Bangladesh’s air quality has been the worst in the world for two years in a row — a worrying development that will only become more acute if strict measures are not taken now such as specific legislation to check the menace.
But the government’s stance on checking the menace appears to be half-hearted at best: it set out to enact a requisite act to ensure cleaner air but took a detour mid-way.
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The act has now been converted to rules, which stipulate two years’ imprisonment and Tk 2 lakh fine for emitting harmful substances into the air.
“An act is robust but the rules are not — it is just more stringent,” said Syeda Rizwana Hasan, chief executive of the Bangladesh Environmental Lawyers Association (BELA).
In 2019, BELA helped the Department of Environment draft the Clean Air Bill, about eight years after the World Bank had recommended one.
An act would be enacted through the parliament with a separate entity to execute it. The entity will be held responsible for failing to make the act effective.
But rules can remain ineffective if a clause contradicts any other law. “The rules would be treated as an additional duty of DoE.”
Hasan went on to cite the case of China that have managed to fight air pollution after adopting the Air Pollution Control Act in 2013. Between 2013 and 2019, there has been a 29 percent drop in particulate matter pollution on average in China.
“The quality of air has been dropping each year — there is no scope to sit idle,” she added.
Kamruzzaman Majumder, chairman of the Department of Environmental Science at Stamford University and also the founder of the Centre for Atmospheric Pollution Studies, echoed the same.
With the level of air pollution that Bangladesh faces, an act was the need of the hour, he said.
The law ministry initially accepted the bid for a separate clean air bill, said Saber Hossain Chowdhury, chairman of the parliamentary standing committee on the environment, forest, and climate change ministry.
But the cabinet division was in favour of rules under the existing law.
“A law is always superior to rules. However, even if rules are executed strictly, there will be a change in the current condition of our air,” Chowdhury added.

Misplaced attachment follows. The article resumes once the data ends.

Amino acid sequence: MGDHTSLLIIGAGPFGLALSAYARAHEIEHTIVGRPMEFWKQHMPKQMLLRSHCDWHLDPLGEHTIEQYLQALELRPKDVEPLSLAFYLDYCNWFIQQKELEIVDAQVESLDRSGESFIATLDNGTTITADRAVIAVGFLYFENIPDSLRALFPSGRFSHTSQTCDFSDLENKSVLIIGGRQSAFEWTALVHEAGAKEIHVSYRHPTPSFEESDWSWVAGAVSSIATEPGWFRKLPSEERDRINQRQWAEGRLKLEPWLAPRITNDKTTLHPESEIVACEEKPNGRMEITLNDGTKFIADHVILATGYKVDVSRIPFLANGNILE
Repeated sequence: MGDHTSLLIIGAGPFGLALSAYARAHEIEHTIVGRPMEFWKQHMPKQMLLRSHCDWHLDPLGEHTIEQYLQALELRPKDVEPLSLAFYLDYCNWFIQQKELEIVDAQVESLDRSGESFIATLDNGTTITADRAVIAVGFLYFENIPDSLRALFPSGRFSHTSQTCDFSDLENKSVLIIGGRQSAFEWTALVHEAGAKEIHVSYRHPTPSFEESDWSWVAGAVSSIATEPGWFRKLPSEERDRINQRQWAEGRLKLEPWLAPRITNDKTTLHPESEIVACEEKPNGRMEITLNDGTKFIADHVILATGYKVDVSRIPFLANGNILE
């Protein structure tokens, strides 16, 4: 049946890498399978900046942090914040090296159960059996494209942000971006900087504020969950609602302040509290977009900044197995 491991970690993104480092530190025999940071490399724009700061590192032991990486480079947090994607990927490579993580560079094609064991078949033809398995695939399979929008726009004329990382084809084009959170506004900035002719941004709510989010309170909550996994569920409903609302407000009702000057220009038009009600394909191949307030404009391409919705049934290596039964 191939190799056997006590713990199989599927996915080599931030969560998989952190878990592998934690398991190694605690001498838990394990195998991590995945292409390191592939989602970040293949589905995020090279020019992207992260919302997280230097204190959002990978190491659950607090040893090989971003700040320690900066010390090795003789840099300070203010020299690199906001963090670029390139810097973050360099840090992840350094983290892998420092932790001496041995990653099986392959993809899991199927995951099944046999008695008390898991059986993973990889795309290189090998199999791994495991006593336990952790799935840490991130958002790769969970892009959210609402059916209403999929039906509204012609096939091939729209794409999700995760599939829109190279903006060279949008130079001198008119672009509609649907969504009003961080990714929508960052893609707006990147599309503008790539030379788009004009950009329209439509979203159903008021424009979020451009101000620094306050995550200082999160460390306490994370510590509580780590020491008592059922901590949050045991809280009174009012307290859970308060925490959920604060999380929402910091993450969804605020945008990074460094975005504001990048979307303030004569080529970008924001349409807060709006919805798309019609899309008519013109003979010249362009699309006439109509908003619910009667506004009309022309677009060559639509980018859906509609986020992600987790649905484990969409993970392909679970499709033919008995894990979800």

Majumder echoed the same.
“If the rules are executed firmly, it will bring relief to some extent.”
WHAT’S IN THE RULES
The law ministry is now sitting on the draft of the ‘Clean Air Rules’ under the Environment Conservation Act-1995. Once vetted, the rule will come into effect through a gazette notification.
A National Executive Council (NEC) would be formed. The 26-member council will be empowered to advise, instruct and recommend the ministries, directorates, organisations, establishments and individuals to control air pollution.
The NEC will be comprised of three director-generals, six chairmen of government organisations, 13 senior secretaries of 13 ministries, according to the rules. The Daily Star has a copy of the rules.
The cabinet secretary and additional secretary (pollution control) of the environment ministry will lead the council as convener and member secretary respectively.
The NEC can recommend the restriction of people’s outdoor movement, the closure of industries, schools and colleges in particular towns, regions and cities in consideration of air pollution levels.
The draft says the DoE will alert people if the air quality verges on extremely unhealthy levels as well as encourage people to take cautionary measures.
It proposed conferring awards to individuals and establishments that help in reining in air pollution by their actions.
The director-general of the DoE can direct the potential source of air pollution including industries and projects to set up air quality monitoring mechanisms. Those will be connected to the central monitoring system of the DoE.
The rules also have provisions for measuring the emission level of vehicles during licence renewal. The DoE can recommend the Bangladesh Road Transport Authority prevent polluting vehicles from plying on the road.
The law ministry will take the necessary steps to make the rules effective, Abdul Hamid, the director-general of the DoE, told The Daily Star.
Asked why the DoE went for rules instead of an act, Hamid hung up the phone.